Foreign Jurisdiction and Arbitration Clauses in the New Zealand Maritime Context

Deborah Anne Laurent


Party freedom to choose the terms of agreement is a core doctrine of contract law. Parties are legitimately able to agree to litigate or arbitrate disputes in a state that is not their usual residence. While the default position of the judiciary in New Zealand has been to uphold these types of clauses in commercial contracts, this is not the case in regards to foreign jurisdiction clauses contained in bills of lading evidencing the contract for carriage of goods by sea. In contrast, foreign arbitration clauses will be enforced by the New Zealand courts.

This paper examines the historical reasons for legislation regulating foreign jurisdiction and arbitration agreements in New Zealand. An examination of the Australian and Canadian situations are also undertaken to provide a broader insight into the issues of regulating such agreements. This investigation leads to the conclusion that the historical reasons for regulation no longer remain. However, there are technical reasons for regulating foreign jurisdiction and arbitration clauses in bills of lading.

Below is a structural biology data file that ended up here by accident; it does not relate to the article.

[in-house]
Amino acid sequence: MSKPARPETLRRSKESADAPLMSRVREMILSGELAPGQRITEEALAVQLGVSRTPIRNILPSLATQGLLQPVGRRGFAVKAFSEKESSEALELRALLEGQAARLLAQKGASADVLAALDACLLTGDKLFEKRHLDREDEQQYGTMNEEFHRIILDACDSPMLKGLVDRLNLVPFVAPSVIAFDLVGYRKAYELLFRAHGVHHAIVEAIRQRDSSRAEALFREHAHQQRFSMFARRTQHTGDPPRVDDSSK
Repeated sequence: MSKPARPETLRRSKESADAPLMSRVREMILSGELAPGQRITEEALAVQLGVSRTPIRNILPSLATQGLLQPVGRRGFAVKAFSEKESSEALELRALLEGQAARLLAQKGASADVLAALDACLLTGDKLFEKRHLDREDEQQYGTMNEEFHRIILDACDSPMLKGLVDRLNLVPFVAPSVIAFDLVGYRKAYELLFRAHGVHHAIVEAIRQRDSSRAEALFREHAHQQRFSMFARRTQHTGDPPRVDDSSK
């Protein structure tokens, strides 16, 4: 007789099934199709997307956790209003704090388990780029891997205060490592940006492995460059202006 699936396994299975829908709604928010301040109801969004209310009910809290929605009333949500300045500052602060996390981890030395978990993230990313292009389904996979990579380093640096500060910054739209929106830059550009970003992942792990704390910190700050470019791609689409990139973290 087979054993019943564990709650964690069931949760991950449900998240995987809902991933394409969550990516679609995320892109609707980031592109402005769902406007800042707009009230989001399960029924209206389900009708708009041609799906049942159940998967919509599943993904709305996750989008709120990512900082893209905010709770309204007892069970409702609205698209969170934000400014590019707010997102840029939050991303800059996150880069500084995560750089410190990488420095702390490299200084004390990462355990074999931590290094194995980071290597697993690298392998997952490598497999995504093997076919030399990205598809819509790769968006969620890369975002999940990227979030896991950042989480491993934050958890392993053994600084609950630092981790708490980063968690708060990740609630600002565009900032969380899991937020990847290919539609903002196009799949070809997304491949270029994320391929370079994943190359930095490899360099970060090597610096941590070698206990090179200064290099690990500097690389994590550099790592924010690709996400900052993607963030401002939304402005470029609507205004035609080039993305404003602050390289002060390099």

A solution for the issues raised is sought from the international arena by examining the Hamburg Rules and the UNCITRAL Draft Convention on the carriage of goods [wholly or partly] [by sea]. The conclusions drawn are that the international arena does not and will not, in the near future, provide a remedy for the concerns raised in this paper.


Foreign Jursidiciton Clause; Foreign Arbitration Clause; UNCITRAL Draft Convention on the carriage of goods [wholly or partly] [by sea]; New Zealand; Australia; Canada;

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